Inside Higher Ed reports that the remnants of Corinthian Colleges purchased last year by Zenith Education Group have shrunken further due to additional consolidation.

According to the news organization, Zenith is consolidating eight of the campuses of the Everest and WyoTech campuses that it purchased last year from Corinthian Colleges and is gradually closing two campuses in Florida. 

More than Z00 Zenith employees are losing their jobs and more than 100 positions at Everest Online and student financial support are being eliminated, according to Inside Higher Ed.

After this round of consolidation, Zenith will have 24 Everest campuses and three WyoTech campuses, the news organization reported.

Earlier in March, the Associated Press reported that many problems at Everest and WyoTech were persisting for students after Zenith's purchase in 2015 of parts of the now-defunct Corinthian Colleges chain. Zenith disputes the A.P. story.

A California state court judge has hit now-defunct Corinthian Colleges with a $1.1 billion judgment for deceptive trade practices that played a significant role in the unraveling of the for-profit education giant nearly a year ago.

The final default judgment entered by San Francisco Superior Court Judge Curtis E.A. Karnow found that Corinthian had "knowingly misled students with phony job numbers and advertisements for programs that didn't exist, illegally used official military seals in its promotions and engaged in unlawful debt collection practices, among other violations," according to a report in the San Jose Mercury News.

The suit against Corinthian was brought by California Attorney General Kamala Harris, one of a number of state and federal regulatory actions brought on behalf of current and former students of for-profit giant Corinthian, which aggressively and deceptively marketed education programs under brands that included Heald, Wyotech and Everest.

In April 2015, under intense regulatory pressure, Corinthian suddenly closed, filing bankruptcy a month later.

In a news release, the California attorney general hailed the $1.1 billion judgment, saying, "This judgment sends a clear message: there is a cost to this kind of predatory conduct."

The U.S. Department of Education has released a list of more than 500 trade schools, colleges and universities on a watch list for greater oversight by the federal agency responsible for the federal student loan program.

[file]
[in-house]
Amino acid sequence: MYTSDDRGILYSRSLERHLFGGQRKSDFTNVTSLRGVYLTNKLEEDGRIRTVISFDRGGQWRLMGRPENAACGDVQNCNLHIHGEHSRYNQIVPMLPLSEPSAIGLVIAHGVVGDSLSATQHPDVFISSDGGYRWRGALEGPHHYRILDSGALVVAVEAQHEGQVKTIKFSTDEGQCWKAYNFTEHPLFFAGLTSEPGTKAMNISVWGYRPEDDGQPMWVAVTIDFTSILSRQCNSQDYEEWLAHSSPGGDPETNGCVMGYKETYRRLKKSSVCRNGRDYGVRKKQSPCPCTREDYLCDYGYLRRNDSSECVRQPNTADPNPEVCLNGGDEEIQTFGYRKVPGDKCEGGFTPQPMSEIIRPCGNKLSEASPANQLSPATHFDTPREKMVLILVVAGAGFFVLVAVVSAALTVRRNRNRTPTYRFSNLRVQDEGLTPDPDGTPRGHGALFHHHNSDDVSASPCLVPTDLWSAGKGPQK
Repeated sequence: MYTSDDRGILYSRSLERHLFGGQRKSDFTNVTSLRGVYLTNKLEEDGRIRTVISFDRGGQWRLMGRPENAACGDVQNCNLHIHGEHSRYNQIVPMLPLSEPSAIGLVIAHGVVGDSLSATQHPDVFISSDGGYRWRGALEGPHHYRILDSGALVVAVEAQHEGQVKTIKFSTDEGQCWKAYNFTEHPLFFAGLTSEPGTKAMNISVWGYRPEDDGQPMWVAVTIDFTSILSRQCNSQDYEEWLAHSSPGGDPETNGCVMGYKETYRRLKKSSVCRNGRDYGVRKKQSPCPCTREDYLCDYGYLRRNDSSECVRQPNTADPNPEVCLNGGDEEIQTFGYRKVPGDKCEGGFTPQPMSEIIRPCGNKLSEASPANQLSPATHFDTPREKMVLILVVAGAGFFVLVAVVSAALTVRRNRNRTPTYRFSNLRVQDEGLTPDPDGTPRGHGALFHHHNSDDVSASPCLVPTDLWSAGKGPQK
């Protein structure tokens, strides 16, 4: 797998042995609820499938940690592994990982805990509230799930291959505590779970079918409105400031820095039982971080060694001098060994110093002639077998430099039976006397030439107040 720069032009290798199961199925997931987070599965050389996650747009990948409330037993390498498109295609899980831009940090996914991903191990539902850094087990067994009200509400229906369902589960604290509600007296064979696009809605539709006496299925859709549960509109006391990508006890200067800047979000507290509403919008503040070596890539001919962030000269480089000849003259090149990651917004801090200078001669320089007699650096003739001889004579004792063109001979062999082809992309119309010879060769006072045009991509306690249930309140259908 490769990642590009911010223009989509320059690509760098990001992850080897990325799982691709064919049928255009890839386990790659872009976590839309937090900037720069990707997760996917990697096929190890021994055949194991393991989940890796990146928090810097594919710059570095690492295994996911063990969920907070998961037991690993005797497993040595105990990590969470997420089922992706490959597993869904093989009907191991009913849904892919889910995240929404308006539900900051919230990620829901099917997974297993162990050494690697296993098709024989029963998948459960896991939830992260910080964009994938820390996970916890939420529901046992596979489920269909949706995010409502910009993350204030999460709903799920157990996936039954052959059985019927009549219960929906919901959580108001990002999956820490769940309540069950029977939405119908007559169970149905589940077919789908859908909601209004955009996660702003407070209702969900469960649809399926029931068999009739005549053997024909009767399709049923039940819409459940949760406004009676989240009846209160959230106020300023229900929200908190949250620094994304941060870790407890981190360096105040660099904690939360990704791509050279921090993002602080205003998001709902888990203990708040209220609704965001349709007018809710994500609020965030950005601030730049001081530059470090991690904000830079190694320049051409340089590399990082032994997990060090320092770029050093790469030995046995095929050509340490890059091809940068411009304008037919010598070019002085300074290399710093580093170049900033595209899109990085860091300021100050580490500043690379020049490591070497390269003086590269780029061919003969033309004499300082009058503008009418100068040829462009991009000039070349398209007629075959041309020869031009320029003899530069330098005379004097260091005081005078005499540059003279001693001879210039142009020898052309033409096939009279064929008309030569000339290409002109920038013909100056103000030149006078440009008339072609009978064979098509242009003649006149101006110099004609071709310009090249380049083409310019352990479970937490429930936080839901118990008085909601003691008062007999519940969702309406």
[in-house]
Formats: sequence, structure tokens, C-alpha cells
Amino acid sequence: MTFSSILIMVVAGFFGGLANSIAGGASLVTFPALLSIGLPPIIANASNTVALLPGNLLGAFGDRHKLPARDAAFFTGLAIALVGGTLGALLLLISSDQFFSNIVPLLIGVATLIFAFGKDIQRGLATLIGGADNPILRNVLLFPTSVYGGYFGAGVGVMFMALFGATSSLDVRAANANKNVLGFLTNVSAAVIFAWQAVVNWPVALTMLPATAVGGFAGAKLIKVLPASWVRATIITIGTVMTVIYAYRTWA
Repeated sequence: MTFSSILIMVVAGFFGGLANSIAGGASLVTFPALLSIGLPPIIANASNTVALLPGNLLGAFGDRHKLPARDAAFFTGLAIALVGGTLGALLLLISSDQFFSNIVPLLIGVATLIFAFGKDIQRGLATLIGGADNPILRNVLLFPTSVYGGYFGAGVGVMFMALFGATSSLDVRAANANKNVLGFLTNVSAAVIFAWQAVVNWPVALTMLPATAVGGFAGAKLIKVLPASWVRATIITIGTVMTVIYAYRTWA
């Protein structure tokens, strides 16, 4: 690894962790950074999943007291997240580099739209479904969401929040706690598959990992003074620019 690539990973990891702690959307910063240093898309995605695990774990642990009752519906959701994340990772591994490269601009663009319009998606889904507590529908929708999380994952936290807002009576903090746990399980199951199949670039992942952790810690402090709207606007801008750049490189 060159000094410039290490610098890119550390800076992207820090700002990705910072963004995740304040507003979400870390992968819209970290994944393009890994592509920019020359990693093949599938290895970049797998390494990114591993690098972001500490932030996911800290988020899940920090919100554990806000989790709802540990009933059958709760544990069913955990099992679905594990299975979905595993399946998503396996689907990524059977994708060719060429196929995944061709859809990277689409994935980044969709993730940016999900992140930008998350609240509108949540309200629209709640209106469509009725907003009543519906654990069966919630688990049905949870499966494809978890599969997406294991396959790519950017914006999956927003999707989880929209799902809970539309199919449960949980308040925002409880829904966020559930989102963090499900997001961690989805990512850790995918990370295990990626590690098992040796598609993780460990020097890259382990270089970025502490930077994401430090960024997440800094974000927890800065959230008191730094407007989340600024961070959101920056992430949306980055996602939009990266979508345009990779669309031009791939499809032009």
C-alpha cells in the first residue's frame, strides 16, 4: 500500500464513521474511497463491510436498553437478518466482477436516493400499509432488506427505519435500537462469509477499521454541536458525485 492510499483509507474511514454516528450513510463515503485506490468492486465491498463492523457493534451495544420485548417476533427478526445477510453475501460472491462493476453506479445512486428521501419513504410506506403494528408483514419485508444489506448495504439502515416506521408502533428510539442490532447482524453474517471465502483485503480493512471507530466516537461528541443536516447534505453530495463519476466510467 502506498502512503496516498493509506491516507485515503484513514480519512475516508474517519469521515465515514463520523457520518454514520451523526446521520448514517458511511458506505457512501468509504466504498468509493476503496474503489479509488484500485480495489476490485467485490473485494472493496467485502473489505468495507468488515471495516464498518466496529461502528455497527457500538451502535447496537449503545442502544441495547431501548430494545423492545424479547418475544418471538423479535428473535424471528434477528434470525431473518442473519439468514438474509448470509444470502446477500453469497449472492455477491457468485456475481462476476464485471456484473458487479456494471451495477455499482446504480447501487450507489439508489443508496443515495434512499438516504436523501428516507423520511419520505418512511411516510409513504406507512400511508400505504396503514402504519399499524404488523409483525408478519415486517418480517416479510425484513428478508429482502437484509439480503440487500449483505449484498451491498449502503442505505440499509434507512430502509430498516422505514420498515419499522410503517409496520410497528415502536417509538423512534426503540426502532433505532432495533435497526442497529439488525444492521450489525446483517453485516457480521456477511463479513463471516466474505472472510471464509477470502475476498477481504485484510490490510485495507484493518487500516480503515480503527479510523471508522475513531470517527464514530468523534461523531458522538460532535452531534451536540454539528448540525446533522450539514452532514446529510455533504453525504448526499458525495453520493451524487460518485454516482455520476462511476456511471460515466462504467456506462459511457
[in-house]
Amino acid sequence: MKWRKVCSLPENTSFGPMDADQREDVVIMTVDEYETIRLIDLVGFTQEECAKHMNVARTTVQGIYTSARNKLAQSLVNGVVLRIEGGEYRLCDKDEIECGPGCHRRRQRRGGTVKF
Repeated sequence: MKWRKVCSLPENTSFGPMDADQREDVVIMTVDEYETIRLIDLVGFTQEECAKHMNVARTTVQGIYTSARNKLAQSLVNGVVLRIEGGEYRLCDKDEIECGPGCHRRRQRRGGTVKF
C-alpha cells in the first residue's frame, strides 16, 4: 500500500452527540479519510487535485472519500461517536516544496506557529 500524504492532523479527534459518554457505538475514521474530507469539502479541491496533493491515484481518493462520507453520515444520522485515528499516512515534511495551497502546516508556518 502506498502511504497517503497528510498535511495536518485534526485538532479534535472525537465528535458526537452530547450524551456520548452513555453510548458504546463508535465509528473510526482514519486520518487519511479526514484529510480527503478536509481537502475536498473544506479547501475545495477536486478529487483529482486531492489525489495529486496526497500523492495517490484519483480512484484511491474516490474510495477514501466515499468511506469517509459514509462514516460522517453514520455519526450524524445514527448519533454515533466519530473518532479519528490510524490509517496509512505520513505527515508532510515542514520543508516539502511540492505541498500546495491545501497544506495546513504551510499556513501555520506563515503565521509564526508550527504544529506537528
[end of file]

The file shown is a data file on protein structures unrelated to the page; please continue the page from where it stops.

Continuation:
In releasing the list, the agency  explained that it can elect to place institutions receiving federal student aid on "heightened cash monitoring" due to "compliance issues including but not limited to accreditation issues, late or missing annual financial statements and/or audits, outstanding liabilities, denial of re-certifications, concern around the school's administrative capabilities, concern around a schools' financial responsibility, and possibly sever findings uncovered during a program review."

Nine schools operating in the state of Michigan appear on the list:  Ecumenical Theological Seminary in Detroit; Everest Institute in Southfield; Everest Institute in Grand Rapids; Finlandia University in Hancock; Kuyper College in Grand Rapids; Martin Parsons Academy of Design in Marysville; Olivet College in Olivet; the Robert B. Miller College in Battle Creek; and Rochester College in Rochester Hills.

A Department of Education official, Ted Mitchell, said in a statement that the list is "not necessarily a red flag to students and taxpayers, but it can serve as a caution light."

You can share concerns about the list or one of the schools that appears on the list with an attorney at College Watchdogs here or by call 877-540-8333.
Massachusetts attorney general Martha Coakley has filed a lawsuit against one of the nation's largest for-profit education companies, Corinthian Colleges, alleging that the company uses deceptive marketing and loan techniques to enroll students and increase profits. In Massachusetts, Corinthian operates two branches of its Everest Institute.  As described in the Boston Globe, the AG's lawsuit filed in state court in Massachusetts accuses the for-profit education giant of luring students with misleading promises of employment and pay into education programs that leave them heavily in debt.  In an interview with the newspaper, Coakley said, "The only ones who are doing well in this appear to be the [company's] investors." A Corinthian spokesman told the paper that Coakley was ignoring substantial positive evidence about the student success  at the company's two Massachusetts campuses. In a statement, Corinthian said in part, “The Massachusetts Attorney General’s Office disregards substantial, independent evidence that our two schools in Massachusetts have a strong record of offering students a quality education and treating them honestly and fairly.”